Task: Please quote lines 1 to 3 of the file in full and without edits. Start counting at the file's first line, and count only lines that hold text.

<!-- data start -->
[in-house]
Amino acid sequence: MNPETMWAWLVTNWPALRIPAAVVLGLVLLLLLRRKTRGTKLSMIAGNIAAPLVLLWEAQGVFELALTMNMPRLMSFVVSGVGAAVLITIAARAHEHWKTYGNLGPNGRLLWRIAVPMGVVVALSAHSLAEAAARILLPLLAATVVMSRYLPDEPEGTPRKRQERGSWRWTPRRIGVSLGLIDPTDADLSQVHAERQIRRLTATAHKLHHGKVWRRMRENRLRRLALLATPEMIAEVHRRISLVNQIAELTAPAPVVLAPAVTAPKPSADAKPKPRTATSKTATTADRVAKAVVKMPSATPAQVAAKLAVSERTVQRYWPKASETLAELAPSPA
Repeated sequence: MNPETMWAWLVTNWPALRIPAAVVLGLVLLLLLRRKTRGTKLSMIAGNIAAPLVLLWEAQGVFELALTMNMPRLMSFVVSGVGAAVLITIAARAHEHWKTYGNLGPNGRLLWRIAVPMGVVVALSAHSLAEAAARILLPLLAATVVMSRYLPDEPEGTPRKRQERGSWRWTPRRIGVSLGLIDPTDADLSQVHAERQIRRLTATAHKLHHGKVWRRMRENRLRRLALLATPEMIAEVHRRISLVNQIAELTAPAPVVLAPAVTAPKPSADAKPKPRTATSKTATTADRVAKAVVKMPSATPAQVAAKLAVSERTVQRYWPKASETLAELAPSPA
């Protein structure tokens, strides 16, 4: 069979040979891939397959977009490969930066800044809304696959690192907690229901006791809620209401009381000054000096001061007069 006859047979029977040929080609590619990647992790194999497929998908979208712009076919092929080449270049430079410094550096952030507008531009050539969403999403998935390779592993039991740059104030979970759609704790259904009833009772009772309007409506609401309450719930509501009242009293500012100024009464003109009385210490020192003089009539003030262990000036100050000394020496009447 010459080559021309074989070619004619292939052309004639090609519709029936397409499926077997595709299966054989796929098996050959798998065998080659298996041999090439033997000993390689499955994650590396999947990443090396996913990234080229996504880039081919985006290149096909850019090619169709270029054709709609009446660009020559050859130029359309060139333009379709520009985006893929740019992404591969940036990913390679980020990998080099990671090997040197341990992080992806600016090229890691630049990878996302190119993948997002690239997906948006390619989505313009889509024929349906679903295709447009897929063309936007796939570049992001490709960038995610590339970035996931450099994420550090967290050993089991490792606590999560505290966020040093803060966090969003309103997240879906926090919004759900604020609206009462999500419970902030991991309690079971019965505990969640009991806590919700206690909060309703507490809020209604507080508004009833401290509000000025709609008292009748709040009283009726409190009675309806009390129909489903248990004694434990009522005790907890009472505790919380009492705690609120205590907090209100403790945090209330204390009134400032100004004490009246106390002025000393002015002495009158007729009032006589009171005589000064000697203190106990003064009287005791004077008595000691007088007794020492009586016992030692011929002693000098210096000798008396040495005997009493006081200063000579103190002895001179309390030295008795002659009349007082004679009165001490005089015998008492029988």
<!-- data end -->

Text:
[in-house]
Amino acid sequence: MNPETMWAWLVTNWPALRIPAAVVLGLVLLLLLRRKTRGTKLSMIAGNIAAPLVLLWEAQGVFELALTMNMPRLMSFVVSGVGAAVLITIAARAHEHWKTYGNLGPNGRLLWRIAVPMGVVVALSAHSLAEAAARILLPLLAATVVMSRYLPDEPEGTPRKRQERGSWRWTPRRIGVSLGLIDPTDADLSQVHAERQIRRLTATAHKLHHGKVWRRMRENRLRRLALLATPEMIAEVHRRISLVNQIAELTAPAPVVLAPAVTAPKPSADAKPKPRTATSKTATTADRVAKAVVKMPSATPAQVAAKLAVSERTVQRYWPKASETLAELAPSPA
Repeated sequence: MNPETMWAWLVTNWPALRIPAAVVLGLVLLLLLRRKTRGTKLSMIAGNIAAPLVLLWEAQGVFELALTMNMPRLMSFVVSGVGAAVLITIAARAHEHWKTYGNLGPNGRLLWRIAVPMGVVVALSAHSLAEAAARILLPLLAATVVMSRYLPDEPEGTPRKRQERGSWRWTPRRIGVSLGLIDPTDADLSQVHAERQIRRLTATAHKLHHGKVWRRMRENRLRRLALLATPEMIAEVHRRISLVNQIAELTAPAPVVLAPAVTAPKPSADAKPKPRTATSKTATTADRVAKAVVKMPSATPAQVAAKLAVSERTVQRYWPKASETLAELAPSPA